Escape Rating A-: First of all, this is one of those stories that naturally lends itself to audio. The story is told in Fergus’ first-person perspective, so hearing it in his voice from inside his head works well. The narrator does an excellent job of capturing Fergus’ world-weary (maybe that should be universe-weary), slightly deadpan voice. Fergus isn’t someone who gets really excited – because he’s been there and done that and is much too busy running away from the things that reach deeply into his emotions.
This doesn’t mean that the people around Fergus don’t get plenty excited, because the adventures that Fergus drags them into are generally frightening to the point of being downright life-threatening. Following Fergus is like being on one of those amusement park rides that barrels toward the edge of its track, to the point where you think the car is going to stop and you’re going to be thrown out of it, only to sharply turn – extremely sharply and very suddenly – and throw you against the sides as it madly careens towards the next near-disaster. (This ride in my childhood amusement park was the Wild Mouse, but yours undoubtedly had one too. They all did!)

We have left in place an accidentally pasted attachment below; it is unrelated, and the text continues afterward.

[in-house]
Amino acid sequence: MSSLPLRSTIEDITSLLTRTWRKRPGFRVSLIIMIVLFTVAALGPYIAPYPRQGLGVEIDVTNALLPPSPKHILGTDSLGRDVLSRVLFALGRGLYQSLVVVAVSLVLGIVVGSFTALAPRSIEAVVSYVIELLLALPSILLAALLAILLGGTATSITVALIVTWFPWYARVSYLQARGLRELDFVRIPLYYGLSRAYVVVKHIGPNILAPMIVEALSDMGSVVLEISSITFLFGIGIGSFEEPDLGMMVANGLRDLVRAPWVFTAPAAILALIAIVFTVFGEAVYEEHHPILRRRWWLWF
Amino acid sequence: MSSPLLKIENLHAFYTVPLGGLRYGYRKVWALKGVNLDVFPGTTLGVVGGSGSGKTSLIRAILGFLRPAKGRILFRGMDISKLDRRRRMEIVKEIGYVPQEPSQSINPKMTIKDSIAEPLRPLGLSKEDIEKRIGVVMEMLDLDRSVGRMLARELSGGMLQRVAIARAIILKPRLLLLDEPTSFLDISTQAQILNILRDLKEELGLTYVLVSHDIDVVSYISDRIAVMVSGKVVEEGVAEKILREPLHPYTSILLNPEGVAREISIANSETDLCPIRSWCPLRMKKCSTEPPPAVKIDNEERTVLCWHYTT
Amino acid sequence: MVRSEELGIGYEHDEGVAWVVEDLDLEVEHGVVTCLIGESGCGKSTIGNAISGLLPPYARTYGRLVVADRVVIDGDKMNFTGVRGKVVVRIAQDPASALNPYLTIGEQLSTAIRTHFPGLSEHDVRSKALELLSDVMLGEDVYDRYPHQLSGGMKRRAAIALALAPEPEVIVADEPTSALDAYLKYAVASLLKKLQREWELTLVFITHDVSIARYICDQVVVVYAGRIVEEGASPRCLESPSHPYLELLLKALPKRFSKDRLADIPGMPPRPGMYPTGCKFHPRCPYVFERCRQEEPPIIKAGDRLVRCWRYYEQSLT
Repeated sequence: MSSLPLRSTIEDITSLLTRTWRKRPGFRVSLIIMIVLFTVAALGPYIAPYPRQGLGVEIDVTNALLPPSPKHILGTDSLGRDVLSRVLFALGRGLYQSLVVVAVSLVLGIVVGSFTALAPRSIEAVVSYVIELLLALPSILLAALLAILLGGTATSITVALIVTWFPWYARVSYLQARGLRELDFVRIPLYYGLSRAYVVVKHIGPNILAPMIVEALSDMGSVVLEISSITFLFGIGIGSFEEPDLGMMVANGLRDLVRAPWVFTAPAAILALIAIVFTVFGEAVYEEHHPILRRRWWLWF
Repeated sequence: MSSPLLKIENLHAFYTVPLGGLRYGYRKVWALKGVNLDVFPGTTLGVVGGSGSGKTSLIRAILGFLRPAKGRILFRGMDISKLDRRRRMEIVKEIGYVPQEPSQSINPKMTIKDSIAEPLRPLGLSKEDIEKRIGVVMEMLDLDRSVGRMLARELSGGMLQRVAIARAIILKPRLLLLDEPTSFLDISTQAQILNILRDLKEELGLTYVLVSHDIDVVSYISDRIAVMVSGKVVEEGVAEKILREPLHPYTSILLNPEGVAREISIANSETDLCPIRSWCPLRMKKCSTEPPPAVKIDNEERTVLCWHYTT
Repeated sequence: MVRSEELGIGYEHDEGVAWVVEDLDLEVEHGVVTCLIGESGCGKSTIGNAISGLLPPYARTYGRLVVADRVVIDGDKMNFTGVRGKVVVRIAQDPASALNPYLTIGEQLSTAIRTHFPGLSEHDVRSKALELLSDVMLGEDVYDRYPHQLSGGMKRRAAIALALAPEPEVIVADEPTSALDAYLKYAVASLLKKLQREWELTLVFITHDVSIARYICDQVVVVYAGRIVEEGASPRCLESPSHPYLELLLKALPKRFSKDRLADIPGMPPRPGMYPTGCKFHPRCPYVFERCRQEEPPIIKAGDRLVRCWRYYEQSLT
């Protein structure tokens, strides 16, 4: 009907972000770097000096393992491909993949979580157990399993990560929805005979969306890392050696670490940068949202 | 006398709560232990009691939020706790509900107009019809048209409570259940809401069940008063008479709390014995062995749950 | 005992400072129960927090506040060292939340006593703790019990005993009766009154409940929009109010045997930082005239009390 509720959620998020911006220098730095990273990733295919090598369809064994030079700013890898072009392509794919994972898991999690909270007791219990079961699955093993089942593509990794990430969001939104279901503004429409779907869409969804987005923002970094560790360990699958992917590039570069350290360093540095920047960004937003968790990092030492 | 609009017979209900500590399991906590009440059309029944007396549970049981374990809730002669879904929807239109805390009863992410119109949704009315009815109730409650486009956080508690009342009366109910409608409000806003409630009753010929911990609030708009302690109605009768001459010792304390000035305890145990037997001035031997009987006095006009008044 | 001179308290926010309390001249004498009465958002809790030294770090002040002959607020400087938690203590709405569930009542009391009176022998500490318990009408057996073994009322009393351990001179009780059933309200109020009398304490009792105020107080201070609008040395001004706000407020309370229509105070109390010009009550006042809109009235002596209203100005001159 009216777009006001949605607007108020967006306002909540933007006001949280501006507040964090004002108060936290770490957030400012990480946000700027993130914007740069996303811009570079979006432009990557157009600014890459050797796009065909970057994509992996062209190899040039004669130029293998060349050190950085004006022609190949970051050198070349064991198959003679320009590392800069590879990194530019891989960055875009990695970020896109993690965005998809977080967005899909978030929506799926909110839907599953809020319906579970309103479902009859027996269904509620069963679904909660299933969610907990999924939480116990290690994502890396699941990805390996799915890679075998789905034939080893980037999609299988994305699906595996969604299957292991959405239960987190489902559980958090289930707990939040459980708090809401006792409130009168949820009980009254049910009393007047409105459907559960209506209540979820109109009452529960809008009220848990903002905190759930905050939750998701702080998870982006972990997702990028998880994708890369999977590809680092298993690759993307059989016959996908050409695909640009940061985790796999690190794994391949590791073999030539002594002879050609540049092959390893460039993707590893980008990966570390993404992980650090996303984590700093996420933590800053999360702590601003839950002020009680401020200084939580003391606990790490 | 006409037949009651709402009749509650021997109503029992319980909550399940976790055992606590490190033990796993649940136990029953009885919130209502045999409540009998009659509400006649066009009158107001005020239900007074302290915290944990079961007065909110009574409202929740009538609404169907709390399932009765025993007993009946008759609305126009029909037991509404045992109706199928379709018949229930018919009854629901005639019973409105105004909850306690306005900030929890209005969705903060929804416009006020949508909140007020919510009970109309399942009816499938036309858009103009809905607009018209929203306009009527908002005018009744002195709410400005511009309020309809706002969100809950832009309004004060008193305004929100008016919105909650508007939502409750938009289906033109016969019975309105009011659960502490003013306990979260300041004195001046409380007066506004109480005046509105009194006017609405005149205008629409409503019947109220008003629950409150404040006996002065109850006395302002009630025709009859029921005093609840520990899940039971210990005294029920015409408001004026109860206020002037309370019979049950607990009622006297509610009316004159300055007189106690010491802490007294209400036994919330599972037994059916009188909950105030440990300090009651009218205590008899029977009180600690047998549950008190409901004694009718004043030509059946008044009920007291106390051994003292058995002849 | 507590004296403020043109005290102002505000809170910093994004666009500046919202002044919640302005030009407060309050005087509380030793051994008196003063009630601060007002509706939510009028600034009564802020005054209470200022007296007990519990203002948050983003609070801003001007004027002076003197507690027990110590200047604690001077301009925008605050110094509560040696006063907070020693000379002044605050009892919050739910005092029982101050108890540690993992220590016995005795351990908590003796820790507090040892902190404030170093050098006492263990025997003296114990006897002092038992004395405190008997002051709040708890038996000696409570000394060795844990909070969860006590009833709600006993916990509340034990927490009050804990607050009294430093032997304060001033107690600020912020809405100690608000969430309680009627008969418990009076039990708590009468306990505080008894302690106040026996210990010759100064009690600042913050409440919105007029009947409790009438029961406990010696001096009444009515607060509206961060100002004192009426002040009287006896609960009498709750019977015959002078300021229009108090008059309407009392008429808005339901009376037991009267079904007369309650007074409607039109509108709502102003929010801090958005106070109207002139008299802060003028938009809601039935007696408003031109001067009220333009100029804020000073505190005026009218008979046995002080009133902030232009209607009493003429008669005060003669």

Finder is very much one of those “out of the frying pan into the fire” stories. Fergus seems to be both a trouble and chaos magnet. They say that no plan survives contact with the enemy. It seems like no plan survives contact with Fergus, not even Fergus’ own plans. And yet, they generally manage to work in the end – for select definitons of “generally”, “work” and especially “end”. Either he has the devil’s own luck, as they say, or Cernee is connected to the Discworld, where “million-to-one” shots always come in.
There’s something about the way this story works, or perhaps in Fergus’ universe-weary voice, that reminds me of John Scalzi’s space operas. Especially The Android’s Dream, but generally the Old Man’s War universe. Fergus and John Perry would have plenty to talk about. That there’s a brief part of Finder that echoes Heinlein’s The Moon is a Harsh Mistress is totally fitting, considering the number of reviews that label Old Man’s War as Heinleinesque.
I digress just a bit, but not completely, as I think that Scalzi’s readers will also like Finder – very much. This one certainly did!